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WotansVolk
Tuesday, September 21st, 2004, 03:52 AM
Celtic nations like Ireland and Scotland have more in common with the Portuguese and Spanish than with "Celts" - the name commonly used for a group of people from ancient Alpine Europe, scientists say. "There is a received wisdom that the origin of the people of these islands lie in invasions or migrations... but the affinities don't point eastwards to a shared origin," said Daniel Bradley, co-author of a genetic study into Celtic origins.

Early historians believed the Celts - thought to have come from an area to the east of modern France and south of Germany - invaded the Atlantic islands around 2 500 years ago. But archaeologists have recently questioned that theory and now Bradley, from Trinity College Dublin, and his team, say DNA evidence supports their thinking. Geneticists used DNA samples from people living in Celtic nations and compared the genetic traits with those of people in other parts of Europe.

The study showed people in Celtic areas: Wales, Scotland, Ireland, Brittany and Cornwall, had strong genetic ties, but that this heritage had more in common with people from the Iberian peninsula. "What we would propose is that this commonality among the Atlantic facade is much older... 6 000 years ago or earlier," Bradley told Reuters. He said people may have moved up from areas around modern-day Portugal and Spain at the end of the Ice Age.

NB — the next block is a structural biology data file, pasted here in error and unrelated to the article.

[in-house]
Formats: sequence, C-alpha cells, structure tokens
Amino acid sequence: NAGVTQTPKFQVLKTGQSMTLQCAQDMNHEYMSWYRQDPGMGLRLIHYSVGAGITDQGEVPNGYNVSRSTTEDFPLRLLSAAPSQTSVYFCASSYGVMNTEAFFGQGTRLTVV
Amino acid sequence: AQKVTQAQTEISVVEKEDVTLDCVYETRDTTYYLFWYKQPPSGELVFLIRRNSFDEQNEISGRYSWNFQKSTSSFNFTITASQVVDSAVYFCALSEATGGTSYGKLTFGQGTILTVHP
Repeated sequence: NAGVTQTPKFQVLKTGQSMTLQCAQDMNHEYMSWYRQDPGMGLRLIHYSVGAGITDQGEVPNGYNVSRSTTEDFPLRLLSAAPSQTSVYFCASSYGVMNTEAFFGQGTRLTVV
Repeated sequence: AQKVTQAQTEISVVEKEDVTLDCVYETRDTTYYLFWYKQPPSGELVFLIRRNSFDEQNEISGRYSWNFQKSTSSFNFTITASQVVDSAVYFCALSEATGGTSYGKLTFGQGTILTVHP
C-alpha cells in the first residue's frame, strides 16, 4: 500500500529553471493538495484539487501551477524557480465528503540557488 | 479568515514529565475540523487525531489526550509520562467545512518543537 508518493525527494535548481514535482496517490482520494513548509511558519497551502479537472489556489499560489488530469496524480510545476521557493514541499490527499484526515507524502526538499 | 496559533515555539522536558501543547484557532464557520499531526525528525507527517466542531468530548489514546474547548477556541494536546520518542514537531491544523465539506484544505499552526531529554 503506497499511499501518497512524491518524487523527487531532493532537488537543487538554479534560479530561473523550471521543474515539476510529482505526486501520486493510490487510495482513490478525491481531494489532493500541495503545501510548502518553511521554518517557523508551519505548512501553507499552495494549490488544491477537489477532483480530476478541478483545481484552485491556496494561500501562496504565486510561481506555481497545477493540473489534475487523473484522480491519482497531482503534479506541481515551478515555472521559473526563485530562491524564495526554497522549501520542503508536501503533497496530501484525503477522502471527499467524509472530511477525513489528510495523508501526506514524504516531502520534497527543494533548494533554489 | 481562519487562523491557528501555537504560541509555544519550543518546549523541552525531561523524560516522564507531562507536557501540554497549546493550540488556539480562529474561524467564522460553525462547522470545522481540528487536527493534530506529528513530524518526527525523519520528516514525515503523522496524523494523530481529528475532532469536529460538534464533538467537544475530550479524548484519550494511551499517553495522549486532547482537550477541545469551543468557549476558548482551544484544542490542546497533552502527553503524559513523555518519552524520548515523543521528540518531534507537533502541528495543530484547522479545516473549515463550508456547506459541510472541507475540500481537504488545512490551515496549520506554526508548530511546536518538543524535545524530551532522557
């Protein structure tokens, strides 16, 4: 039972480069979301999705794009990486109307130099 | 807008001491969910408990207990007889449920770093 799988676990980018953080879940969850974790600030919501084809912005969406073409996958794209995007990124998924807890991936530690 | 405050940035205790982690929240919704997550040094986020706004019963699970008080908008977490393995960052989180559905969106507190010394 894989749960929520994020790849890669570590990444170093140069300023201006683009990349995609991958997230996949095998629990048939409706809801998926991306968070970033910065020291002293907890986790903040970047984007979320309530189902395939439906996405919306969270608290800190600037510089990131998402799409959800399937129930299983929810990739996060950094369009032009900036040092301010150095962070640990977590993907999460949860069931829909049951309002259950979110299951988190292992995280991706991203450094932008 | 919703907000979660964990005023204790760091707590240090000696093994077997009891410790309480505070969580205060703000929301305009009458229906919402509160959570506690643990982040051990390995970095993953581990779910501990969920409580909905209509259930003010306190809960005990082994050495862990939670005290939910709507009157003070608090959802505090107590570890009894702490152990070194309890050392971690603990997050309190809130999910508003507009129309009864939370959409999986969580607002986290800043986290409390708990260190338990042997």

The similarities between Atlantic "Celts" could also suggest these areas had good levels of communications with one another, he added. But the study could not determine whether the common genetic traits meant "Celtic" nations would look alike or have similar temperaments. Dark or red hair and freckles are considered Celtic features.


Source: http://www.iol.co.za/index.php?set_id=1&click_id=31&art_id=qw1094736421617B264

Dr. Solar Wolff
Tuesday, September 21st, 2004, 04:12 AM
I don't know what this guy is talking about. The Celts came from the Iberian peninsula in several waves. This DNA work doesn't throw any new light on anything.

Awar
Tuesday, September 21st, 2004, 04:40 AM
There's a whole 'nuther thread here on the same article.

Milesian
Tuesday, September 21st, 2004, 10:56 AM
The answer is simple.

The Irish, Scots and Welsh are certainly Celts.
Celtic is an ethno-liguistic term. They all speak Celtic languages and still retain Celtic customs. Therefore there can be no argument that they are Celts.

The Celts themselves were not a homogenous people, but a culture that spread from Denmark to Iberia and the Atlantic ocean to the Black Sea.
There are no "Celtic genes", so a genetic survey is meaningless.
Considering that the Celts were present in Iberia and migrated from there to the British Isles in one of their waves as the good doctor said above, genetic similarities are hardly suprising ;)